What is the maximum potential of the average person?

Drive has a lot to do with success - a person who’s intelligent and talented isn’t going to excel if they don’t put in a lot of hard work as well - but I think we often discount the role of luck. Even successful people who have natural advantages almost always have a few strokes of luck along the way: finding a mentor who wants to help, getting into an enterprise at the right time, etc.

For every big success story, there are a dozen others who worked just as hard but didn’t have those lucky breaks and didn’t reach the same heights. This doesn’t mean the breakout successes don’t deserve their success, but hard work and dedication alone are usually not enough even for those who also have natural talent.

Why the heck would anyone learn algebra at retirement?

I say, categorically I will never do that.

An average person could do any ONE of those options.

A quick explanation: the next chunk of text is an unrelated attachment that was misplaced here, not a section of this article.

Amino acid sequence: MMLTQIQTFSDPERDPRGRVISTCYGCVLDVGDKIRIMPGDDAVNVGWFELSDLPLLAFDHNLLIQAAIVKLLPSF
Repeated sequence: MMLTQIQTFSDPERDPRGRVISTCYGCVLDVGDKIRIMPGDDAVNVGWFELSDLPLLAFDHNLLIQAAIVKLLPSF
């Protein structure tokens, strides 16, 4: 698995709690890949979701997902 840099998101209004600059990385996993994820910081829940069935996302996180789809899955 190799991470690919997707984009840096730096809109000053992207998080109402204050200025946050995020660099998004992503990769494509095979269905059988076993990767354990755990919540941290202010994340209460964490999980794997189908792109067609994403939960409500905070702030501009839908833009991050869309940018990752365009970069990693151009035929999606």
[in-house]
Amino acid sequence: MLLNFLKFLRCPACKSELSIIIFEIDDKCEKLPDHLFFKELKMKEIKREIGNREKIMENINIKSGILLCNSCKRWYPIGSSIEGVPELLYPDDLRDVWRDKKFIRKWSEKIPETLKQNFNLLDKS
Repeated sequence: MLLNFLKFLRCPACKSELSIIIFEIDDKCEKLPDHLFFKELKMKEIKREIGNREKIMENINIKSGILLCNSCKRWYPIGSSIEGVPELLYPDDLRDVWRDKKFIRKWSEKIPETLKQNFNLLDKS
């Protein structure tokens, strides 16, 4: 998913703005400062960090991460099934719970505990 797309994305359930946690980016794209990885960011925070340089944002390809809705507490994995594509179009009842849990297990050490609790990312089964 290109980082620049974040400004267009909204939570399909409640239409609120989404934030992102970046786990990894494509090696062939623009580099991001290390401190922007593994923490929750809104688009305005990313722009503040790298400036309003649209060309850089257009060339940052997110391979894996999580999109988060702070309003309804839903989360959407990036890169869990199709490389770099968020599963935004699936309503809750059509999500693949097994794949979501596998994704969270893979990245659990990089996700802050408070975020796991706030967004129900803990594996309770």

If they achieve more than one, they were not average to begin with…

Very similar to what I was gonna say, and deleted it. Yes, ‘luck’ matters. Life throws curve balls. Sometimes, no matter how intelligent you are it’s gonna hit you in the face.

It is drive. You need to be able to pick yourself up off the ground and swing again and again.

My (now deceased mother) had a masters in fine art. She became a comptroller for one of the biggest athletic companies in the state.

My brother dropped out of high school, ended up a truck driver and did pretty well. Now retired and has a pension.

I dropped out of college (it was more of a visit really). I have done quite well. I have a date for retirement. Wow. 17 months. I have so much training to do for my co-workers.

My wife has a degree in outdoor education. She is doing very well as a Real Estate appraiser.

We all have one thing in common. We worked our buns off from a very early age. Now, we also had a spot of luck I’m sure. I was in the right place at the right time for my career for instance. I’m not discounting those that work their knuckles to the bone, but can’t catch a break.

My best friend is more intelligent than I. But shit, does she have bad luck. Health mostly.

Myself, I really want to play guitar. I now have two numb fingers on my left hand. That’s gonna make it tough. Oh, and my hearing is shot. Some things just suck, so you deal with it.